Technology Marches On

About fifteen years ago, as an undergraduate student at BYU, I found an old book in the university library about one of my family lines, the Skenes of Scotland. It was called Memorials of the Family of Skene of Skene. I discovered that since it was out of copyright protection, the copy center in the library could actually photocopy the whole book for a pretty nominal fee- I don’t remember how much it was, but as a starving student it must have been pretty cheap. So I had it copied and basically it’s sat in a binder on my shelf ever since. This morning in trying to clear some of my office clutter I was examining papers and thought about how long it would take me to scan all those copied pages with my flatbed scanner. It made me cringe. Luckily I...

Read More

John Carter of Broadwell

Last night I attended an exhibit from Christ in You Ministries called The History of Christian Scriptures. Looking at a 1607 Geneva Bible, I turned some pages and found some handwritten notes on a blank page. It was a family bible! I snapped a couple of pictures with my phone. I don’t know these people but maybe they’re in your family tree! I know this isn’t a great shot. I took a slew of pictures, but it wasn’t an ideal camera or ideal conditions. If you’d like the others I took, let me know. John Carter born, at Broadwell May 1642 he dyed September ye 16 1722 he attained ye ful age of 4 score & as much as from May untel ye time he dyed Giles Carter His Book who departed this life October the Seaventeenth — – —...

Read More

Cumbria vs. Cumberland

Well, in my quest for Real Places® I’ve run into a maddening problem. I like things just so, I’m afraid. So I want my place names to be orderly too. Family Tree Maker has a list of ‘real’ places built in. It’s not comprehensive but it’s large and many place names are automatically recognized and plotted on the map. Unfortunately, some of the places on the list are not correct. That’s right. Not correct. GPS coordinates sometimes seem a little off, but in some cases the actual name doesn’t jive with the ‘real’ place name. Some towns in England that should be hypehenated aren’t. Some are vice versa. Now this. Cumberland is a historic county in England. By historic I mean no longer existing. It was...

Read More

What You’re Seeing is a Welsh Place Name Not a Keyboard Accident

The first time I stumbled across an ancestor who was born in LngtwgDyfrynWysg I decided some older relation had given up trying to type in the correct name and this was just gobbledegook. Luckily I tried taking pieces of the place name and searching for them- Dyfryn then Dyfryn Wysg which got me to Llangatwg Dyffryn Wysg (which is listed in some English gazeteers as Llangattock-Nigh-Usk) Don’t assume the place name is completely made up. It might be just a letter or two off.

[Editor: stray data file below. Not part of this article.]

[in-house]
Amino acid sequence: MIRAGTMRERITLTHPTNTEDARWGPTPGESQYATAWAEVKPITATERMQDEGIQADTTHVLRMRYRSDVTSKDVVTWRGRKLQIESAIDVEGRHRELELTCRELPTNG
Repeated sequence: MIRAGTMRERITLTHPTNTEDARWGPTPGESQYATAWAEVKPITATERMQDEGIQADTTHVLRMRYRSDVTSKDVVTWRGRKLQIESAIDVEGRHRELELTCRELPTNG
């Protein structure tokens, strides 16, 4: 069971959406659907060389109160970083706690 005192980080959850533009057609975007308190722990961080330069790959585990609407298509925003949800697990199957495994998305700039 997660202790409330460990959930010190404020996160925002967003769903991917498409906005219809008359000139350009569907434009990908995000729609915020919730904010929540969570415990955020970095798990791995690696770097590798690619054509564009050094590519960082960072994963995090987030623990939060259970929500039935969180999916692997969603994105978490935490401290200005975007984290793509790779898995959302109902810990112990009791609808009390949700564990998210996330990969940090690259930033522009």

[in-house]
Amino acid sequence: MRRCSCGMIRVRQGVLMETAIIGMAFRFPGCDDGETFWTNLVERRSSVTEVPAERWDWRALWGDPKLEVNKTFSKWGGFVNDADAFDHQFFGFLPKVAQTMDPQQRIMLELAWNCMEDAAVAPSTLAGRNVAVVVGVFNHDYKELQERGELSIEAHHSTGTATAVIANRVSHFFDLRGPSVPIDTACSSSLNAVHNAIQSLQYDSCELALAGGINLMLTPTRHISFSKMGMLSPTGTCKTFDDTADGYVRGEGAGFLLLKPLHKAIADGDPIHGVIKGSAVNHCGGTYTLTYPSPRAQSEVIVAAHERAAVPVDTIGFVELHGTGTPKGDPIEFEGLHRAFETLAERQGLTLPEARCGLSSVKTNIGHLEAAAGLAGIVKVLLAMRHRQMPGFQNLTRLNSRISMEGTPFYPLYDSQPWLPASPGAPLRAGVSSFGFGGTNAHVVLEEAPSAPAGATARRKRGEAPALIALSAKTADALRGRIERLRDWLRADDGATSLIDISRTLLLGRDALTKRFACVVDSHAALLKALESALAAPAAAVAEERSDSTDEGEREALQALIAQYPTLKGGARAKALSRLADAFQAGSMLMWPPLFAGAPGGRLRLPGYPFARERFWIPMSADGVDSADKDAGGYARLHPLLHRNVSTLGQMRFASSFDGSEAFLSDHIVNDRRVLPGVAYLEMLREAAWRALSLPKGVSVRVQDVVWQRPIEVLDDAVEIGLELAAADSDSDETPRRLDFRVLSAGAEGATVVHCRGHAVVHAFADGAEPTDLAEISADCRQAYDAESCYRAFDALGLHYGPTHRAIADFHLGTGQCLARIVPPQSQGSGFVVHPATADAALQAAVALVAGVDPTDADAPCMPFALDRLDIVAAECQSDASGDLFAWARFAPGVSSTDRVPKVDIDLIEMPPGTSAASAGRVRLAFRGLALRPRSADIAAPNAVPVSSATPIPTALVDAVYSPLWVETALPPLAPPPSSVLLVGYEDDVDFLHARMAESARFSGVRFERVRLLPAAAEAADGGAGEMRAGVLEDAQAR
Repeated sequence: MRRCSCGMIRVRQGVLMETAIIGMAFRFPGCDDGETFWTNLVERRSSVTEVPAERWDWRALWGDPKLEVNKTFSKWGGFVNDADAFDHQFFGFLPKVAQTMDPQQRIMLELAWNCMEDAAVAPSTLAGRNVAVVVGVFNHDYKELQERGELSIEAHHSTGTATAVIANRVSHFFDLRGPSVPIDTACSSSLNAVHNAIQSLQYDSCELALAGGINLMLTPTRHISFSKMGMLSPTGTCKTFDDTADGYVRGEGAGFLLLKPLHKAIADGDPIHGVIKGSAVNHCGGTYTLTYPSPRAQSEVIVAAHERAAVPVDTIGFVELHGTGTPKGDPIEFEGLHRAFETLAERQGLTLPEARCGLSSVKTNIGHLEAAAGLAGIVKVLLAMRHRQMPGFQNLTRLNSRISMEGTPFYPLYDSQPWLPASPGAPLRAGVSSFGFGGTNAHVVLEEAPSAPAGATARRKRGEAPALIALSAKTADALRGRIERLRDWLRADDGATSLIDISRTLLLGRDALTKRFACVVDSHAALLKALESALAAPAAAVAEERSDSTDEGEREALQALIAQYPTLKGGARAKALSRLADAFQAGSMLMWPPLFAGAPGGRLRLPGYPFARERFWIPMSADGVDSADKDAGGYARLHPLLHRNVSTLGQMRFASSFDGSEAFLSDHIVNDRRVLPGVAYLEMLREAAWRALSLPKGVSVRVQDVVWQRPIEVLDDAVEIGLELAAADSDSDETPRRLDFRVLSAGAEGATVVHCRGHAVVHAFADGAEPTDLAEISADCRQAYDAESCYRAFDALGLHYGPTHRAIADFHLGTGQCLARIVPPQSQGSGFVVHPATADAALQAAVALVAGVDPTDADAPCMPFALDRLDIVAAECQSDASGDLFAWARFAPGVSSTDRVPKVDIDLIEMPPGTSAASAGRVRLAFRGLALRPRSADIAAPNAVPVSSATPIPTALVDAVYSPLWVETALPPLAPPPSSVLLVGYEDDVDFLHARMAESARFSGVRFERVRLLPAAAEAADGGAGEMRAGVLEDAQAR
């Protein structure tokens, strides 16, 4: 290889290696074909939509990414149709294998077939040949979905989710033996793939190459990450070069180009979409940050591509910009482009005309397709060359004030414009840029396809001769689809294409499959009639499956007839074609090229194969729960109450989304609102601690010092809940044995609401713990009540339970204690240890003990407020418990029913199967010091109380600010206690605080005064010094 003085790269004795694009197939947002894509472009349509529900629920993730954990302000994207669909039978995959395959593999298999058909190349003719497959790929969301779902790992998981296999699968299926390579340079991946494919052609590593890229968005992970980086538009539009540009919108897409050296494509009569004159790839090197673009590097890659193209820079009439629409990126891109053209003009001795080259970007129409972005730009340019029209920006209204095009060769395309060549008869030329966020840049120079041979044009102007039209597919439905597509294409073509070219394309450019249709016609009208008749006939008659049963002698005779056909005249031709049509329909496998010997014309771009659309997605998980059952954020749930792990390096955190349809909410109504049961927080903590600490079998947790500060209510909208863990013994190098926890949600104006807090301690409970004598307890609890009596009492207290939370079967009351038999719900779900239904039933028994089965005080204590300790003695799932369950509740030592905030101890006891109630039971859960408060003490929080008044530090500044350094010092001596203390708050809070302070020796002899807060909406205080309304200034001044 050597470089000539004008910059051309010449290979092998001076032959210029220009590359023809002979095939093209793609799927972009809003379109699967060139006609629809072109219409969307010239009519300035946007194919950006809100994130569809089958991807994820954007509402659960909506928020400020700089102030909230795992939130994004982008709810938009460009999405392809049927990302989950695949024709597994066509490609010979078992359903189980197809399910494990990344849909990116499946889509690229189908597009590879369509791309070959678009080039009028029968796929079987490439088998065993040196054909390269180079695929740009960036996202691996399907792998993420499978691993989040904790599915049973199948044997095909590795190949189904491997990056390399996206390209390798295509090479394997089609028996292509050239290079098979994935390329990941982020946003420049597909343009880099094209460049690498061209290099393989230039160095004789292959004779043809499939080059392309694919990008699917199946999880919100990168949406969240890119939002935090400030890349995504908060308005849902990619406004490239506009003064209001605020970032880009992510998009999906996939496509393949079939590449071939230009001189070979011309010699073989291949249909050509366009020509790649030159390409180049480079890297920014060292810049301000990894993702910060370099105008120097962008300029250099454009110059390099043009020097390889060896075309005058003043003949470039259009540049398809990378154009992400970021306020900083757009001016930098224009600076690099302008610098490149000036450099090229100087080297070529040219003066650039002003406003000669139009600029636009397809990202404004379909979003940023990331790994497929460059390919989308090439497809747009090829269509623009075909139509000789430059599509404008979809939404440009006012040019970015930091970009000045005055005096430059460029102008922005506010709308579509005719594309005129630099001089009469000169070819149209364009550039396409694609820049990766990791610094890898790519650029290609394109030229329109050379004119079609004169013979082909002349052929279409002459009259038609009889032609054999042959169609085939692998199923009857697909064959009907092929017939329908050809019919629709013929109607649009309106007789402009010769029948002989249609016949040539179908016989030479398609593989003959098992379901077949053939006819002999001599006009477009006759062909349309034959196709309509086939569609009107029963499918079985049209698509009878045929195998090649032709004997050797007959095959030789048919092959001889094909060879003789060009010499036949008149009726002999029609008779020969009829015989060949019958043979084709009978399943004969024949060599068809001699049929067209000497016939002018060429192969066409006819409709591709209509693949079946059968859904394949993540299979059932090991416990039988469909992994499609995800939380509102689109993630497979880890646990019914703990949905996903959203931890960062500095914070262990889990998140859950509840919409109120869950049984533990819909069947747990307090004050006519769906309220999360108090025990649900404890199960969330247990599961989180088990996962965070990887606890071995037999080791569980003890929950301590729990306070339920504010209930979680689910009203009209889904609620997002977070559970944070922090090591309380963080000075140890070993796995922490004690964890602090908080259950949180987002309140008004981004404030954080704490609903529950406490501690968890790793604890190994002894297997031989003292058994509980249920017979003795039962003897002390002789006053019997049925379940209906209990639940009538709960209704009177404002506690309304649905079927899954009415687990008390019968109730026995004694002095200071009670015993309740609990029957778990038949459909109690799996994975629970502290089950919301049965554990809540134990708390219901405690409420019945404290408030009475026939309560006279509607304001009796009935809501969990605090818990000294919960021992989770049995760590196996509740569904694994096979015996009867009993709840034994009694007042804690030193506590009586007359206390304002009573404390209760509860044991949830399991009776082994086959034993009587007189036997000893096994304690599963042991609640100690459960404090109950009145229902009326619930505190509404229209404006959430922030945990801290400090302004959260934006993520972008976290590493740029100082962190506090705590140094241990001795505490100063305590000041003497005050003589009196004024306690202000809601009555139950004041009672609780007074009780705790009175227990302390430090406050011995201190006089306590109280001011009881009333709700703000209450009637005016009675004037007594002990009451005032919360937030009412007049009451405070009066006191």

Read More

No Fitche Castle After All

Sadly, in my quest for Real Places®, I ran across an ancestor supposedly born at Fitche castle. This kind of thing is always exciting to me. Unfortunately, it’s not true. Thank you for the copy which proves it to be the pedigree which my great-uncle Fred. had drawn up with a grant of arms in 1890 and which was added to, the latest item being the marriage of my parents in 1896. In those days they still believed in the myth of Fitch’s Castle and that the Widdington branch was the elder to that of Steeple Bumpstead. Years later I made a claim to the undifferenced arms by correcting the pedigree which the College of Arms then had registered in their archive. The original of this vast pedigree used to hang for years in the wating room of the offices when...

Read More

Welsh Place Name Clues

In trying to find a Real Place® for Flambere-Mayre, Wales, I hit gold online that also may have also provided a good clue for deciphering other Welsh placenames. Yes, it looks as if it must be a reference to Llanbryn-mair. It is not uncommon to see the “ll” represented as an “fl” (as in Shakespeare’s Henry V, where there is a character called “Flewellin”, which is obviously an attempt to reprsent the Welsh pronunciation at the start of Llywelyn). But the “bere” that follows is rather more unusual! So Fl- may point to Ll- as you’re looking at Welsh places. -bere may be -bryn.

Read More

Where is POFFI?

I’ve run across a few people in my genealogy that had listed as the place for an LDS sealing, the acronym POFFI. After a bit of searching I found a nice discussion thread that explained it. POFFI is the abbreviation for Office of the President. (or Presidents Office) It was used for ordinances from 1846 until 31 Dec, 1909 Prior to the erection of any Utah temples, most marriage sealings took place in the Office of the President of the Church; at that time, Brigham Young. Some however, took place outside the Office in local congregations. They are still considered POFFI since they were performed by Brigham...

Read More